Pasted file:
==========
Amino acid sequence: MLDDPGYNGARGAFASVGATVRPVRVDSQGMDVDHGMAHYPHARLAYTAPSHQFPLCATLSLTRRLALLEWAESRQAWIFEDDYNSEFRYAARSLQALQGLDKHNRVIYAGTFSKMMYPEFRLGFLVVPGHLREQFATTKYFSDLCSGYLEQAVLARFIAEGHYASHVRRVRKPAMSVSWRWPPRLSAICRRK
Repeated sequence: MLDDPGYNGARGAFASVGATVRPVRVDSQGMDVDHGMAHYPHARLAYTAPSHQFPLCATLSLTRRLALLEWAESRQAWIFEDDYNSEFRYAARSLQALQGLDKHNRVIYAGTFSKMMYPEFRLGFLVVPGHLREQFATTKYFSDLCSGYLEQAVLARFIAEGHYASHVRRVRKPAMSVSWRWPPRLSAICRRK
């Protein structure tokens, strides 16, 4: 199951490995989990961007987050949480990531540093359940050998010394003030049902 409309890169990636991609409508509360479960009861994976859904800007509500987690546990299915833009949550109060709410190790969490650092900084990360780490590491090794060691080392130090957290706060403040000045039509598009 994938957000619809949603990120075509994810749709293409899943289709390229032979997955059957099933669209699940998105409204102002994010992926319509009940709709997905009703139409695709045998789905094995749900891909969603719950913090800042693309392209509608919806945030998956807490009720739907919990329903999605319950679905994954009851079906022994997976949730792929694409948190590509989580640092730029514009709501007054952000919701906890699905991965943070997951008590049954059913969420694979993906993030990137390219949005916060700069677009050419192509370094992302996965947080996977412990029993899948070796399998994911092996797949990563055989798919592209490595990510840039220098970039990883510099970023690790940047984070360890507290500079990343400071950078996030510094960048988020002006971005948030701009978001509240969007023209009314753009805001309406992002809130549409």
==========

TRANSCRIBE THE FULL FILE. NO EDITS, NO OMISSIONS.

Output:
Amino acid sequence: MLDDPGYNGARGAFASVGATVRPVRVDSQGMDVDHGMAHYPHARLAYTAPSHQFPLCATLSLTRRLALLEWAESRQAWIFEDDYNSEFRYAARSLQALQGLDKHNRVIYAGTFSKMMYPEFRLGFLVVPGHLREQFATTKYFSDLCSGYLEQAVLARFIAEGHYASHVRRVRKPAMSVSWRWPPRLSAICRRK
Repeated sequence: MLDDPGYNGARGAFASVGATVRPVRVDSQGMDVDHGMAHYPHARLAYTAPSHQFPLCATLSLTRRLALLEWAESRQAWIFEDDYNSEFRYAARSLQALQGLDKHNRVIYAGTFSKMMYPEFRLGFLVVPGHLREQFATTKYFSDLCSGYLEQAVLARFIAEGHYASHVRRVRKPAMSVSWRWPPRLSAICRRK
């Protein structure tokens, strides 16, 4: 199951490995989990961007987050949480990531540093359940050998010394003030049902 409309890169990636991609409508509360479960009861994976859904800007509500987690546990299915833009949550109060709410190790969490650092900084990360780490590491090794060691080392130090957290706060403040000045039509598009 994938957000619809949603990120075509994810749709293409899943289709390229032979997955059957099933669209699940998105409204102002994010992926319509009940709709997905009703139409695709045998789905094995749900891909969603719950913090800042693309392209509608919806945030998956807490009720739907919990329903999605319950679905994954009851079906022994997976949730792929694409948190590509989580640092730029514009709501007054952000919701906890699905991965943070997951008590049954059913969420694979993906993030990137390219949005916060700069677009050419192509370094992302996965947080996977412990029993899948070796399998994911092996797949990563055989798919592209490595990510840039220098970039990883510099970023690790940047984070360890507290500079990343400071950078996030510094960048988020002006971005948030701009978001509240969007023209009314753009805001309406992002809130549409």